Valerie Layton Archive
Valerie Leopoldine Gisella Fransky Layton was a Austrian born in 1906 and dying in 1994. She married an Englishman--Edward Layton--in the early 1930s and she went to live in London, where she remained after getting divorced just a few years later. In 2015, a Ziplock bag of her letters, labelled ‘German Letters 1930s’, was purchased by Elaine Treharne in an antique mall in San Bruno, California. It contained letters to Valerie Layton, principally written in English and German. This archive contained letters from a variety of correspondents dating from 1936 to 1940. We have 112 letters, envelopes, and other miscellaneous pieces, including a few photographs, that Valerie received and kept during this time period. Her correspondents range from family, friends, soldiers, colleagues, and acquaintances. The only voice we do not hear, directly, in this archive is Valerie’s. The only way we can form any sense of who she is, is through what her correspondents have said, asked, or alluded to. The only words we have from Valerie are her small markings on some of the letters, possibly signalling when she wrote a return letter to the one she received.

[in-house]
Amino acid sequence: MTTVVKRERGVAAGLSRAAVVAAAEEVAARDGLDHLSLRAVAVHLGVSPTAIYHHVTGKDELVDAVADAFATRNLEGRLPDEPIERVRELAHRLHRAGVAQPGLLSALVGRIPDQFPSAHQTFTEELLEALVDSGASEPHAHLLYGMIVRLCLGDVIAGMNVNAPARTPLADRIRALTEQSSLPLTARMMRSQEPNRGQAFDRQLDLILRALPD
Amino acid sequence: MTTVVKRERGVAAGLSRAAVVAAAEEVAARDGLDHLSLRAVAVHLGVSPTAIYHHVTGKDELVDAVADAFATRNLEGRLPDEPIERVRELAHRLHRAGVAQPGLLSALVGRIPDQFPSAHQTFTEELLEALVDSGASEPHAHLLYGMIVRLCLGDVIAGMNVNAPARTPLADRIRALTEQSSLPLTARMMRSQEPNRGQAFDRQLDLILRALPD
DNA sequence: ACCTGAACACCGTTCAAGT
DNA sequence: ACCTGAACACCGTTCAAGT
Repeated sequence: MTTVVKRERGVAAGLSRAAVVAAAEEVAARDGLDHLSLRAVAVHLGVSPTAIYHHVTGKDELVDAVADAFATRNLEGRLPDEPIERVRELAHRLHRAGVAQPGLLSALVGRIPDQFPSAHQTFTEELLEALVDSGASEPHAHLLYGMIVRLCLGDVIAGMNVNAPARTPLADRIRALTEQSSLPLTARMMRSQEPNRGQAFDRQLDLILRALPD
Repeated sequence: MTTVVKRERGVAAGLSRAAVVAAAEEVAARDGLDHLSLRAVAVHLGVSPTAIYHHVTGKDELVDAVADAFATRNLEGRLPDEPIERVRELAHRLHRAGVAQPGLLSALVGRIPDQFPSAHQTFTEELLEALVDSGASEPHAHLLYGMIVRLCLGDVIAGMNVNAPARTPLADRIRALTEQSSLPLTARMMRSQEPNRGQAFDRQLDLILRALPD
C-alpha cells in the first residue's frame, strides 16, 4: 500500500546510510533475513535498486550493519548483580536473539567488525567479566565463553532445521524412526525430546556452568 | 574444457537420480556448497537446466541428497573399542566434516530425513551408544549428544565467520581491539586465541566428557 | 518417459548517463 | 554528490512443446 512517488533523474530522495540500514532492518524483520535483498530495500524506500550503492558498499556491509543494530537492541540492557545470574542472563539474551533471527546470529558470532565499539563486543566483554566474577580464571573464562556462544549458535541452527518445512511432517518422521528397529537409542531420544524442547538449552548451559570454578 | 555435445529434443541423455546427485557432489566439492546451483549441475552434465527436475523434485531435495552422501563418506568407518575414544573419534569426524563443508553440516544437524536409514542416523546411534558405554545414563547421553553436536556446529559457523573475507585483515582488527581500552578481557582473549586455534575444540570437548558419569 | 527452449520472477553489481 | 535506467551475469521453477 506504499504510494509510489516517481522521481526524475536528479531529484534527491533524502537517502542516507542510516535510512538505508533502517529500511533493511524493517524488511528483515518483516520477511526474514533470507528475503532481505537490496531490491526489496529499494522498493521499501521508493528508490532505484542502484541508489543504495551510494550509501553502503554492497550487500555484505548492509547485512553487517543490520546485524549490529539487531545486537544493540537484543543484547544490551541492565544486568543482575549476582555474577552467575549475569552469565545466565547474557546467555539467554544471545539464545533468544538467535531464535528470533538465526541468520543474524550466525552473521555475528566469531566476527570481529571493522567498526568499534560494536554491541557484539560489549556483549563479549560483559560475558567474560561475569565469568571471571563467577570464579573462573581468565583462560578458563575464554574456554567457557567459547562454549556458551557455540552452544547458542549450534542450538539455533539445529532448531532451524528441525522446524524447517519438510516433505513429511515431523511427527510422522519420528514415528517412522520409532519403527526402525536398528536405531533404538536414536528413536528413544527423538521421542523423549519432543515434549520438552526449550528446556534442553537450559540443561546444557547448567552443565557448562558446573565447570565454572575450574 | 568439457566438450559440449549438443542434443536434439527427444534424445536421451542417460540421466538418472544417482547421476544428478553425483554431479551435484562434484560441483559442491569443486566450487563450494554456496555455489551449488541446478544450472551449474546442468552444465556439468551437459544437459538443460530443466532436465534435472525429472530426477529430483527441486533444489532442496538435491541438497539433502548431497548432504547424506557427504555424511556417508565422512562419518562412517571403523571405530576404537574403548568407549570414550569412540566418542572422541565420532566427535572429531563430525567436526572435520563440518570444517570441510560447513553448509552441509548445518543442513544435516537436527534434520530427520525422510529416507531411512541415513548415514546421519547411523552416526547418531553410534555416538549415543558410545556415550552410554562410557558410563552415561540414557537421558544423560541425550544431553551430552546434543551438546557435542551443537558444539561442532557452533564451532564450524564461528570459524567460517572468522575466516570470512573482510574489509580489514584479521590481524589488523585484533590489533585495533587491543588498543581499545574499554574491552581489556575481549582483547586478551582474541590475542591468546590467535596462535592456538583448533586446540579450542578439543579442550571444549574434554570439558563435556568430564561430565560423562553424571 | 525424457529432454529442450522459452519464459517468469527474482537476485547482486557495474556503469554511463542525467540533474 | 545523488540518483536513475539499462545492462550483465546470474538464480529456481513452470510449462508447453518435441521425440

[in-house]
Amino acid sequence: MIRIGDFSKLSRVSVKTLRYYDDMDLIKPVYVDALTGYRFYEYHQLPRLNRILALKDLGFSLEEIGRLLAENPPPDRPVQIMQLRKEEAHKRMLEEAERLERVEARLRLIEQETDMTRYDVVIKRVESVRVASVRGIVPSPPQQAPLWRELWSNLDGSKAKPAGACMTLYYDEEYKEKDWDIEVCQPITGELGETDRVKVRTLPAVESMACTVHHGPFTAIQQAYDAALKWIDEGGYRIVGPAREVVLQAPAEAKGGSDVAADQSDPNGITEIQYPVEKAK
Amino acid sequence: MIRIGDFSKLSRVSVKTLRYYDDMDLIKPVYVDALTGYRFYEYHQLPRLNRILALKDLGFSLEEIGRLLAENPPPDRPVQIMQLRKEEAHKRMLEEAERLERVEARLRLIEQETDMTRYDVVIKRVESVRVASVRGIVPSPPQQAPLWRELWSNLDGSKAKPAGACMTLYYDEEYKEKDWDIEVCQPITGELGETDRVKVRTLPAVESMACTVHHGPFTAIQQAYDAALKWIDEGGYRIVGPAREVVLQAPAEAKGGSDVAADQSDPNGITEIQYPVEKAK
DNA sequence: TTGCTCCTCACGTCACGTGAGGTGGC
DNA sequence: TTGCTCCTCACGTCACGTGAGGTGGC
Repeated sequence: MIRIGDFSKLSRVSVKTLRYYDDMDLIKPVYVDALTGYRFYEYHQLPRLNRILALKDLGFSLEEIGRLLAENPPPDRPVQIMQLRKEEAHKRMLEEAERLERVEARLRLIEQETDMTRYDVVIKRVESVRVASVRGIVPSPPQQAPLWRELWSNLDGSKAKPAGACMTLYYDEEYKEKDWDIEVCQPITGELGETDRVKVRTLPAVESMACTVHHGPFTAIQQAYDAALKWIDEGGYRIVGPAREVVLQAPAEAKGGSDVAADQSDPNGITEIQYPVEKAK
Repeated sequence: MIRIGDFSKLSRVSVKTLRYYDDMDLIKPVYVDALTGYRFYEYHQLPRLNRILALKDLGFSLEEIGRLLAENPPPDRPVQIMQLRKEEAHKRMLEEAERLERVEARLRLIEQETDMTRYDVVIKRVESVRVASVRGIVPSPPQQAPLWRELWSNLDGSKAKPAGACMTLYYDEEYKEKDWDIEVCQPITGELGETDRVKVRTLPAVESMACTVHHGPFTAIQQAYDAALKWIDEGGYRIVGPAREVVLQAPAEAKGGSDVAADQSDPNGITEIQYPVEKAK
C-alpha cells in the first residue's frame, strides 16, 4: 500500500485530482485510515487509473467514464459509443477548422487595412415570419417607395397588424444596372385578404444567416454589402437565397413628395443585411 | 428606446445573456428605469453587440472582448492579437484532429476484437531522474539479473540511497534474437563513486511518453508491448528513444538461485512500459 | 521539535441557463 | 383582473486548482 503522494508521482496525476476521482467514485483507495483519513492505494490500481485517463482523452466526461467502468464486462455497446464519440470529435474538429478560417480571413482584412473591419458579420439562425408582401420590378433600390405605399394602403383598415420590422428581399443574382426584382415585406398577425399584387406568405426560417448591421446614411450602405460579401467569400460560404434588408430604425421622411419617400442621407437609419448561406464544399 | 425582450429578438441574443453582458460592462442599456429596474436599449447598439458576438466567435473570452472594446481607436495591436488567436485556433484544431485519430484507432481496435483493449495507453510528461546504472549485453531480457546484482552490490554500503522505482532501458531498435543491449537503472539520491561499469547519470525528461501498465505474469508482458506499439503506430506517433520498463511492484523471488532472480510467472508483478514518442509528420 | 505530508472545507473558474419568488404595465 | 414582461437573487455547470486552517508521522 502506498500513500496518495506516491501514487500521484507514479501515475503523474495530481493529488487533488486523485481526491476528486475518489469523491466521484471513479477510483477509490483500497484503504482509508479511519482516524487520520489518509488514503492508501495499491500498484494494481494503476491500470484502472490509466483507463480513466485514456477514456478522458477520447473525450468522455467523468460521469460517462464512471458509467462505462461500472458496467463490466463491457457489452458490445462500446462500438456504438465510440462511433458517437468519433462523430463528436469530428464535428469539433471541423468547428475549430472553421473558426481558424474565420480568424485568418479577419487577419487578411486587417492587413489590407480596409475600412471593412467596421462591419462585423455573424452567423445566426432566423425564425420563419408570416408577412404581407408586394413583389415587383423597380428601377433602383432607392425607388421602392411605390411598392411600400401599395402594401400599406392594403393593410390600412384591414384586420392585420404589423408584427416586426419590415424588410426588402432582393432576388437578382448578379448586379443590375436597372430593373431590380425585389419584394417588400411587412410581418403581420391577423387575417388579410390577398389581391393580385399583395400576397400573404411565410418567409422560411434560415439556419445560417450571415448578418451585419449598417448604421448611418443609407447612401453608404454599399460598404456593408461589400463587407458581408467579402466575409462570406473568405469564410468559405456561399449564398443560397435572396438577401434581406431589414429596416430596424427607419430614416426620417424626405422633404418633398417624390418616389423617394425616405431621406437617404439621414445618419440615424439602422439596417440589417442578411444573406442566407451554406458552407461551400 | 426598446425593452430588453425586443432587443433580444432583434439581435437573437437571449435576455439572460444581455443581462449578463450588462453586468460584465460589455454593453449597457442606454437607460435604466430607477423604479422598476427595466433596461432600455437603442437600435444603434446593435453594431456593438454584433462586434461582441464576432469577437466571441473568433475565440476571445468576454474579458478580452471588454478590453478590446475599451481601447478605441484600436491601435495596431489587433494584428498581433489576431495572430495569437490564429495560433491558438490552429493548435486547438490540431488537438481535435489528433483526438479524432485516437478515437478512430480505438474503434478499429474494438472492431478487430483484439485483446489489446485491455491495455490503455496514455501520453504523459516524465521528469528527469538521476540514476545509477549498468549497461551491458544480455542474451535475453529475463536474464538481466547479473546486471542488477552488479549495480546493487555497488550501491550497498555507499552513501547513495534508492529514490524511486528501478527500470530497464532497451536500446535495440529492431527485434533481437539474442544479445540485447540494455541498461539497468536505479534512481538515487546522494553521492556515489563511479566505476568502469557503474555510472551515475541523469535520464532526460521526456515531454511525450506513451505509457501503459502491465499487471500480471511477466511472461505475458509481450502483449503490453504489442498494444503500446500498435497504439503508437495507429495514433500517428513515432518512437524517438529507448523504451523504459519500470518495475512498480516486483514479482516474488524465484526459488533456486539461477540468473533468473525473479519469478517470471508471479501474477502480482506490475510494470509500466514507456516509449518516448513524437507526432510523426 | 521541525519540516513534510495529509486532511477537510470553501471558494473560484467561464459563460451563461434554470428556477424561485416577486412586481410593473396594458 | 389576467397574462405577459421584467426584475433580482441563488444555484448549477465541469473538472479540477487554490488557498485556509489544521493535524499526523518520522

During the time of these letters, Valerie was a woman in her thirties, living in London and dealing with divorce. We can see her struggles of trying to find a job, finding affordable places to live, losing her job and trying to find another, and her search for friendships and love. She lived during one of the world’s darkest times and the archive here contains references to her being a Jewish Austrian woman living in London during Hitler’s rise to power. Valerie comes from what seems a wealthy background, as we discover she loves to ride horses and go ice skating. This archive gives us a unique perspective on the breadth of northern Europe in the 1930s, as Valerie’s correspondents are people from all around Europe, writing to a Jewish woman during the lead-up to, and beginning of, World War II. Letters were sent from Stockholm, France, parts of England, Holland, Ireland, the Netherlands, Austria, and Romania. Some letters are more personal than others, but each gives off a certain view about how life was changing and how each individual was being affected by it. When reading the letters, over time, there is a gradual change of topic from one of casual talk about life, to the impending sense of war. This archive brings the voices of everyday people alive: voices that may have otherwise been forgotten.